Skip to main content

My Name is Mahtob

Frequently, little Mahtob and her parents visited and dined with neighbours and friends in their multicultural Texas community during the early 1980's.  But just before her fifth birthday, the Iranian Revolution changed her father from a mild-mannered and doting man to a fundamentalist who would stop at nothing to ensure his family lived in his idea of the traditional Muslim way.  He tricked his wife into taking a two-week "vacation" to Iran with their daughter.  Local laws and customs essentially then made them prisoners.  Mahtob and her mother had to endure frequent beatings and find the courage to keep trying to escape. After they arrived in America, though, could they ever forgive?

My Name is Mahtob leaves the reader with a real flavour of author Mahtob Mahmoody's childhood memories - the sweetness and the bitter - as well as the difficult process of forgiving her father.  There was a real danger that this little girl could be kidnapped again or that her father and his comrades could do violence to the family.  This isn't a little, "I prayed a prayer and Jesus made it all better" book.  This girl lived crisis by crisis,  but a happy event during college pushed her to embrace happiness.  Mahtob was able to do this over time without losing sight of the fact that her father wronged her family.

Her mother published Not Without My Daughter, which later became a movie starring Sally Field, so if you know this story, you'll want to pick this book up as a companion reader.  I have to tell you, it's a bit hard to get through.  Reading about what this little girl remembers from her childhood and then to think that there are millions of other little girls living in similar circumstances is sobering.

Disclosure of Material Connection: I received this book free from the publisher through the BookLook Bloggers book review bloggers program. I was not required to write a positive review. The opinions I have expressed are my own. I am disclosing this in accordance with the Federal Trade Commission’s 16 CFR, Part 255: “Guides Concerning the Use of Endorsements and Testimonials in Advertising.”


  1. That would give you background on what we see today. It is so hard to understand. I'm sure this doesn't glamorize the mentality of fundamentalist Muslim faith.

    You are a good writer. Makes me want to get the book!

  2. I have a copy of Not Without my Daughter, so this will be an interesting follow up. I'll look out for it in bookshops here.
    I saw the movie with Sally Field, but I think the book is better, there's more detail.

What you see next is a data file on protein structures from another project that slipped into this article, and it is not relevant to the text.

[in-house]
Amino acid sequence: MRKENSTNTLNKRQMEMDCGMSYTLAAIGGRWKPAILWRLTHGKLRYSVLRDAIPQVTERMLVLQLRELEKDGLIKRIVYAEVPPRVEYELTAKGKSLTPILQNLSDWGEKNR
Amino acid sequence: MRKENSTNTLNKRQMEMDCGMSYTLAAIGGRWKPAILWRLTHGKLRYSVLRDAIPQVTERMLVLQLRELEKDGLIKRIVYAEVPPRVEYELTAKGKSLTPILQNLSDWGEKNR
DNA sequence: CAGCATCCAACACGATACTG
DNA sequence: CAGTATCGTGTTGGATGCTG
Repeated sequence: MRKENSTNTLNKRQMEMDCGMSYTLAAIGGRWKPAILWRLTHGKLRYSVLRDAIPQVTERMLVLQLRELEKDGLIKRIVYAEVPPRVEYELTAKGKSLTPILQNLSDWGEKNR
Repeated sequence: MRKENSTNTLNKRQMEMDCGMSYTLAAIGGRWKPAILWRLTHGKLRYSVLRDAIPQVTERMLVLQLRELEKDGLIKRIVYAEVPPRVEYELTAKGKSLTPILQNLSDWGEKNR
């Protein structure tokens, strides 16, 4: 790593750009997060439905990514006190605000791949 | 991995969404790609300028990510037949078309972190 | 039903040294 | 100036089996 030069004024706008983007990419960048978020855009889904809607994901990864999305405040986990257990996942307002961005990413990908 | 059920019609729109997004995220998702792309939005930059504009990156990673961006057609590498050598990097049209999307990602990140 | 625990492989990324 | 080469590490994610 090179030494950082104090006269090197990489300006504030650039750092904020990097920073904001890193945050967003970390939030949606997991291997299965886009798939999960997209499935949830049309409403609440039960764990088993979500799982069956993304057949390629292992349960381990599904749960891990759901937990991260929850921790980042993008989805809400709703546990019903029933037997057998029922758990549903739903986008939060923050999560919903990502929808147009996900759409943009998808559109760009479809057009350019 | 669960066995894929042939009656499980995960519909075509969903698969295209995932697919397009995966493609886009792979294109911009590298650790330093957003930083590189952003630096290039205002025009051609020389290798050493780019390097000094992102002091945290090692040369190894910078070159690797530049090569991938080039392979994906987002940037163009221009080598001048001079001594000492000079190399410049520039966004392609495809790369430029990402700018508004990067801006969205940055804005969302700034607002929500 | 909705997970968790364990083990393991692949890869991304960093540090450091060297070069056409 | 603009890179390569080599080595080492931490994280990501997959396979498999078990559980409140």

Post a Comment

Non-troll comments always welcome! :)

Popular posts from this blog

Reading Curriculum: ABeka Book and BJU Press

Did you know that in the state of Missouri, homeschoolers must teach reading as a separate subject?  I don't know how anyone could homeschool well without teaching their child to read... but OK. 

I got many of my ABeka books used and collected them over time.  I'm glad I came across these readers early in my homeschooling years.  It teaches children to read step-by-step.  I don't think I've seen a more effective reading program for the elementary years.  The children love the stories, and what I appreciate about them is that there is a rich and varied language even in simple-to-read books in this series. 

My set is pretty old, and some are even from the 1960's and no longer listed in the reading series.  I think if I had to do things over again somehow, I think I'd just spend on a curriculum set and be done with it.  That's the thing, though, with homeschooling.  By the time you figure out what the perfect curriculum is for you, your children have graduate…

Homeschooling is NOT So Hard.

I wish I'd have known this starting out. I wish I'd have known that it's actually LESS work to just homeschool your child, than to be an "involved parent" at school.

We've enjoyed elementary school with our older boys. *Most* of the teachers were actually pretty competent and caring (the others, I save for another blog post, another day...). We had the children involved in extra activities like the Spanish Club or Service Club, or choir, and they got a fair bit out of the experience.

But it's a LOT of work.

You get about a ton of worksheets that must be done by a certain time. Usually on a day when you're sick or have no time. You get the phone calls about this or that, and about a zillion sheets per day that sometimes contain important news, so you MUST go through them daily. The schools also *love* to throw in half days, teacher in-service days and early dismissals. Not so bad, unless you have children at more than one school and the schedu…

Holiday Gifts for the Homeschool Teacher!

Merrymaking hint:  leave this post up on your phone/ computer for your family to "accidentally" find!  Let the magic begin!

 All teachers love a little appreciation every now and then, including homeschoolers.   I don't know about you, though, but I don't want any apple crap.  So first rule:  no apple crap! 

Otherwise I'm pretty open.  I love getting gifts, even if it's just something small or simple.  One thing I love is when my children want to help out and make lunch or clean up or put their laundry away.  Or just behave themselves and get their math done.  This is a really big thing when you think about it.  

And from the adults in my life, the gift of coffee always shows love - or rather, someone not wanting an "I need coffee" emergency in the middle of winter after a big snowstorm.  Somehow, I always have a lot of coffee in my pantry during the winter months.  (Guess why.) Thanks, D! 

My gallery of homeschool appreciation pics: